While both the Senate and House reforms will increase the numbers in the Electoral College, I think that entire concept needs to be eliminated.  The concept doesn’t work as evidenced by the fact that two of the past four presidents won election while clearly losing the popular vote.  Five Presidents in all have been elected after losing the popular vote, with the first three serving just one term and the fifth being twice impeached.  Not an impressive track record.  Furthermore, currently the smallest state by population is Wyoming.  It has a population of about 580,000 people.  Wyoming has 3 Electoral Votes (2 Senators and 1 Representative).  Our current largest state is California with roughly 39,500,000 people and 54 electoral votes (52 representatives and 2 Senators).  The result is that Wyoming has about 193,000 people per electoral vote.  On the other hand, California has about 719,000 people per electoral vote.  So it takes roughly 3.7 Californians to equal the Presidential voting power of a resident of Wyoming.  Or think of it this way: a Californian is worth less than 3/10ths of one person from Wyoming when it comes to picking a President.  Unfair no matter how you slice it.

Furthermore, from a historical perspective we’re worse now than where we started.  In 1800 Virginia, then the most populous state, had 21 electoral votes and a population of roughly 807,000.  That results in about 38,400 people per electoral vote.  At that same time Delaware was the smallest state population wise, having the bare minimum of 3 electoral votes and a population of about 64,000.  The result is over 21,000 people per electoral vote in Delaware.  When compared, it took only 1.8 Virginians to equal the voting power of one person from Delaware in 1800.  In effect, the Electoral College is twice as unfair as at the time of our nation’s founding.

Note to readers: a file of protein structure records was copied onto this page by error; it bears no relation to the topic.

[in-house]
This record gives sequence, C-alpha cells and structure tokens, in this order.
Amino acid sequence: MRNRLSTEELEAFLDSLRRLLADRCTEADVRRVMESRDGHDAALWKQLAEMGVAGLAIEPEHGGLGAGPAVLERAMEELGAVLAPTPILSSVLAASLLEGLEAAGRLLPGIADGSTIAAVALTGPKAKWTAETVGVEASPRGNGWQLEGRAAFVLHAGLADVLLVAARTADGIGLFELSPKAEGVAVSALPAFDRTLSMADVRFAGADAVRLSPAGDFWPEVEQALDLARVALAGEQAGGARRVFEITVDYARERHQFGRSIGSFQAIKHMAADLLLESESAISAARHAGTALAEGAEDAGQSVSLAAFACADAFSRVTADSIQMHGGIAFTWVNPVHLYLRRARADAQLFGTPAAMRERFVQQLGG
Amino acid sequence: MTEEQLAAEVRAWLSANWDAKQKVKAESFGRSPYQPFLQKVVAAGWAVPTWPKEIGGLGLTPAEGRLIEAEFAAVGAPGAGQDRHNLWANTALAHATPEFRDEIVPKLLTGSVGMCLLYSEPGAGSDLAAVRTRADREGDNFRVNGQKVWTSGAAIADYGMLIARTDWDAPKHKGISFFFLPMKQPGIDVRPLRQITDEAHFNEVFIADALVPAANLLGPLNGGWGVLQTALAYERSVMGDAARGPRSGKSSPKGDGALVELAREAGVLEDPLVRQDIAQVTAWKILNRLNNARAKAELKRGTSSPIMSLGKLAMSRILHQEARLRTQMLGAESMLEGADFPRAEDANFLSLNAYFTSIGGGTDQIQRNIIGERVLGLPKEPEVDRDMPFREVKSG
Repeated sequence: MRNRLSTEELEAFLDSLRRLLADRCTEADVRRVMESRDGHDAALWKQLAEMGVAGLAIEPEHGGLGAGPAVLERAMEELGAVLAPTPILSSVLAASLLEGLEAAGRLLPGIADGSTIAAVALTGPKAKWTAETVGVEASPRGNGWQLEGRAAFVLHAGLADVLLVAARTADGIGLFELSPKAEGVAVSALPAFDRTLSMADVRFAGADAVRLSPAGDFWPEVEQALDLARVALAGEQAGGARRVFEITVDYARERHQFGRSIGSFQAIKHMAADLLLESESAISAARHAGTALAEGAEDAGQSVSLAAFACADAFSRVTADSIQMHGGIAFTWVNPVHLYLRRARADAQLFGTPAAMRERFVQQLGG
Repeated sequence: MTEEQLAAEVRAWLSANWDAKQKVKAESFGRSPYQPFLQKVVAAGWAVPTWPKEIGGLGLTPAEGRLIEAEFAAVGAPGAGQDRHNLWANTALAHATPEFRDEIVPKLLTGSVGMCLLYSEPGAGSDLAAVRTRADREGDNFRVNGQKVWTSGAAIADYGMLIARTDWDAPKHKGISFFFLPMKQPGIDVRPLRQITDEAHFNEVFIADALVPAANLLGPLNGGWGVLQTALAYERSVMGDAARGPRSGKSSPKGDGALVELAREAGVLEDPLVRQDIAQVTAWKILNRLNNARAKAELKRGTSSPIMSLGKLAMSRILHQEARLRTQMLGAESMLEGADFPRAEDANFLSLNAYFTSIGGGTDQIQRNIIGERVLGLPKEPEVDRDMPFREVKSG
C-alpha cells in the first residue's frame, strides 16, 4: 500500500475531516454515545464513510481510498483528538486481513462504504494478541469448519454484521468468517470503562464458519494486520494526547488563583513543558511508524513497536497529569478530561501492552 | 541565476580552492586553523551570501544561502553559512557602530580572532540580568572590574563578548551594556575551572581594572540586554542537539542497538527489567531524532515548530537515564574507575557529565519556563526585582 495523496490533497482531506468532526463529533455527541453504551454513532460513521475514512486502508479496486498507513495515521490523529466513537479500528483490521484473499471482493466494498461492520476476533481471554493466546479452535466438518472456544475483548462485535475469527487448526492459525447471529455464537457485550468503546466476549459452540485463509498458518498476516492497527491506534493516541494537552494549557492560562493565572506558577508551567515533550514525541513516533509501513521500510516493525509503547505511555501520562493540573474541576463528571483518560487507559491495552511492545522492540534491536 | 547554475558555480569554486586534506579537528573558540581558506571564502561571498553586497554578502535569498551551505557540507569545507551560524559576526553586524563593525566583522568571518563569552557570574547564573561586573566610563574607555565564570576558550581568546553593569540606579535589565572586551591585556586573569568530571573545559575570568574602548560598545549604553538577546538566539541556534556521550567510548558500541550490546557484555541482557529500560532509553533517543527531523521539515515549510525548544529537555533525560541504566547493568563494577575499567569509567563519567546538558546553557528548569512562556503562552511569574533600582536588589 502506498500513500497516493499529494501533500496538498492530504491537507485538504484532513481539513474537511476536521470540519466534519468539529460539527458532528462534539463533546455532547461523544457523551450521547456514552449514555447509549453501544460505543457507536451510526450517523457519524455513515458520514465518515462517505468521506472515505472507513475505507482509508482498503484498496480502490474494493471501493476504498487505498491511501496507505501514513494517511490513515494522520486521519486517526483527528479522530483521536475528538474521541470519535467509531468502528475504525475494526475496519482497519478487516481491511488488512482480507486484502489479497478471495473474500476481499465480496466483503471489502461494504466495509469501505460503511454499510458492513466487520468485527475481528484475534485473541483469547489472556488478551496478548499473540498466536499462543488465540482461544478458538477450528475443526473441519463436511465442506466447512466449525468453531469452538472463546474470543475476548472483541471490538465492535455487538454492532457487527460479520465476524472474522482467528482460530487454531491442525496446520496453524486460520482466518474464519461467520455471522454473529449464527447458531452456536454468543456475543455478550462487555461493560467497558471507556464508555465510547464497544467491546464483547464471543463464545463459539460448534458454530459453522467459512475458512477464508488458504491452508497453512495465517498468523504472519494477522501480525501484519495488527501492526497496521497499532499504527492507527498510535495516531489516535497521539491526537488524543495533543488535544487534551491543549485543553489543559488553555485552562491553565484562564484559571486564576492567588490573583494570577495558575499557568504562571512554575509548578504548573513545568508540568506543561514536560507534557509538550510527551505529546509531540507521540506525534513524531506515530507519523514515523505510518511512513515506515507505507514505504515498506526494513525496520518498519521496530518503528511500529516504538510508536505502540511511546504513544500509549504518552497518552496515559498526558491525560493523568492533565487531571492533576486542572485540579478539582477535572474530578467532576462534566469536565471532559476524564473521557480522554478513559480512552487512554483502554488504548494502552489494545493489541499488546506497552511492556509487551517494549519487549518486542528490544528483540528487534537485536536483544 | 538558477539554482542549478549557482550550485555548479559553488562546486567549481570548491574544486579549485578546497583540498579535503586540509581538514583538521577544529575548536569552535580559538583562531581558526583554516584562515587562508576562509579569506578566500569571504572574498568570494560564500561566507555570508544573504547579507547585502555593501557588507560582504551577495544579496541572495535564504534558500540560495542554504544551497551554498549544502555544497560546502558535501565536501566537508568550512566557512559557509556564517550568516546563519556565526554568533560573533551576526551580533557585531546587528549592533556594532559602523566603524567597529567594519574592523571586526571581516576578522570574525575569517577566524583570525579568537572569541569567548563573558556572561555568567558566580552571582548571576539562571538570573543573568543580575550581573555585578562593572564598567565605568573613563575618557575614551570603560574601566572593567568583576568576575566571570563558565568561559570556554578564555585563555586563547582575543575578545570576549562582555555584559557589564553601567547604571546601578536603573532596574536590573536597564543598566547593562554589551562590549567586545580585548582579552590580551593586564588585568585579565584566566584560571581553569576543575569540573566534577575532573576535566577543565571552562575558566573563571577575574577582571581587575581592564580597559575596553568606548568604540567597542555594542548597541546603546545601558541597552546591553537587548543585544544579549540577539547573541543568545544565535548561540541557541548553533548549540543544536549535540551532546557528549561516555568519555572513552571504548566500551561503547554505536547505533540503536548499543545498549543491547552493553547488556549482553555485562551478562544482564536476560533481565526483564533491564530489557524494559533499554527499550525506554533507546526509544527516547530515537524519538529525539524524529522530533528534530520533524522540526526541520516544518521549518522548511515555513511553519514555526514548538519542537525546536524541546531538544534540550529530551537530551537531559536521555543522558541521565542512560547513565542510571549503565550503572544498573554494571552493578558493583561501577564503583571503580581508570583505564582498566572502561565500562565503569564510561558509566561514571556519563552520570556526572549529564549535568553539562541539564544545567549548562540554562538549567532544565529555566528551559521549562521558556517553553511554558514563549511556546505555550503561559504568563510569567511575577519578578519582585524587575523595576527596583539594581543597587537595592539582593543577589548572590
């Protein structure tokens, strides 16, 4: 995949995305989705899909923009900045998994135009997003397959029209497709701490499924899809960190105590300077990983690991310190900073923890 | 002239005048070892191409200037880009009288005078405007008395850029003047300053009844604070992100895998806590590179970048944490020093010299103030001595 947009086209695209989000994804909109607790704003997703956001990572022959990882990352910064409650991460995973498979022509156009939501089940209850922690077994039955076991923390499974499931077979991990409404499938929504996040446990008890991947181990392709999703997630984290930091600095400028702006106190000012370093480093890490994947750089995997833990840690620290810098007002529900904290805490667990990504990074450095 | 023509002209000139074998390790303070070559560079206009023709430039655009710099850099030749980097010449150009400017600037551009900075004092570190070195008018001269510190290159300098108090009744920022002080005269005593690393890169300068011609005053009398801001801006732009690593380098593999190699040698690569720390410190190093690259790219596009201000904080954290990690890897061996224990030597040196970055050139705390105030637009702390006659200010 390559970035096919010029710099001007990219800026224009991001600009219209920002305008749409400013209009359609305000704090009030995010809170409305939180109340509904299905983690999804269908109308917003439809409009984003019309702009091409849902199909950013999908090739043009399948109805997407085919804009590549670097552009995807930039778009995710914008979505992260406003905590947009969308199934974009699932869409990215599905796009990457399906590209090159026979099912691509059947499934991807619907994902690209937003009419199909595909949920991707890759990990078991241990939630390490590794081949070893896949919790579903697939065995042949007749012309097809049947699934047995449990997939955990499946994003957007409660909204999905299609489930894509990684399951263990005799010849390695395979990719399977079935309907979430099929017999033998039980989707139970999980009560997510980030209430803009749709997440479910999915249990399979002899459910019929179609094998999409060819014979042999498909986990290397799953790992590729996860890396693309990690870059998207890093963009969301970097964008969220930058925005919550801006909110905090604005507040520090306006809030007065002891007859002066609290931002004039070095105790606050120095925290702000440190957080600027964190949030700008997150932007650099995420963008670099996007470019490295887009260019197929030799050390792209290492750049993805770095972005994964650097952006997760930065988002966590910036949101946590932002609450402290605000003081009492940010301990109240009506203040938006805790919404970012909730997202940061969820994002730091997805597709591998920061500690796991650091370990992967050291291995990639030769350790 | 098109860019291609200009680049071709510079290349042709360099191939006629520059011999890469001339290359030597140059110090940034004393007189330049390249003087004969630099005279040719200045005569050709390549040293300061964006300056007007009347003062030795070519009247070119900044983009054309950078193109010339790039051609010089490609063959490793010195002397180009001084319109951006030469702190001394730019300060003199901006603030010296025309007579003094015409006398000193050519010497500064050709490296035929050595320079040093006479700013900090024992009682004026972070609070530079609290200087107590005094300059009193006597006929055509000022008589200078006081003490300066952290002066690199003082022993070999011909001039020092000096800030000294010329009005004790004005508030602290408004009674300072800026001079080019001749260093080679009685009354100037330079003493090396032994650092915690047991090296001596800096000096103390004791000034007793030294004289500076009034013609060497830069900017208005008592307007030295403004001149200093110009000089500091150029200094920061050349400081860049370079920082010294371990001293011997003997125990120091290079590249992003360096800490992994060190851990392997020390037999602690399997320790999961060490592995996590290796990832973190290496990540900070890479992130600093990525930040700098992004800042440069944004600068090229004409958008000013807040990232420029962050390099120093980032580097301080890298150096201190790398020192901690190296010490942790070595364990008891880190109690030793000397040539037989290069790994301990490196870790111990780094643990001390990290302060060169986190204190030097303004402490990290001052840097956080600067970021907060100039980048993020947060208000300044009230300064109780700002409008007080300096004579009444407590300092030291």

Finally, the Federal Judiciary.  The Congressman wants to change the jurisdiction of the Supreme Court and create a 13-judge multi-circuit panel to hear cases where the United States or a federal agency is a party.  I think the former idea of a jurisdiction change has merit.  The notion of a 13-judge panel could be adjusted as follows:  Don’t sweat the jurisdictional angle and just make that the Supreme Court.  The number of justices has not been updated since the 19th Century.  A move to 13 is long overdue.  Second, for simplicity, the random selection is left out and in its place we have term limits for the justices.  The concept of a lifetime appointment to remove judges from politics and faction perhaps made sense in 1790 but now the gamesmanship is to name as many young and vibrant jurists as possible and allow them to sit on the court indefinitely.  A 12-year-term and a limit of two terms should do the trick.  

I hope my supplements can be enacted.  If they are, perhaps we could call this new proposal, with my modest, humble supplements, Congressman Casten’s Common Sense Vision for American Democracy – with supplements by Lou Gale.

Lou Gale is an attorney, community activist, and village trustee for the Village of La Grange. In 2022, he ran in the Democratic Primary for Cook County Commissioner (17th District). He resides in La Grange, IL.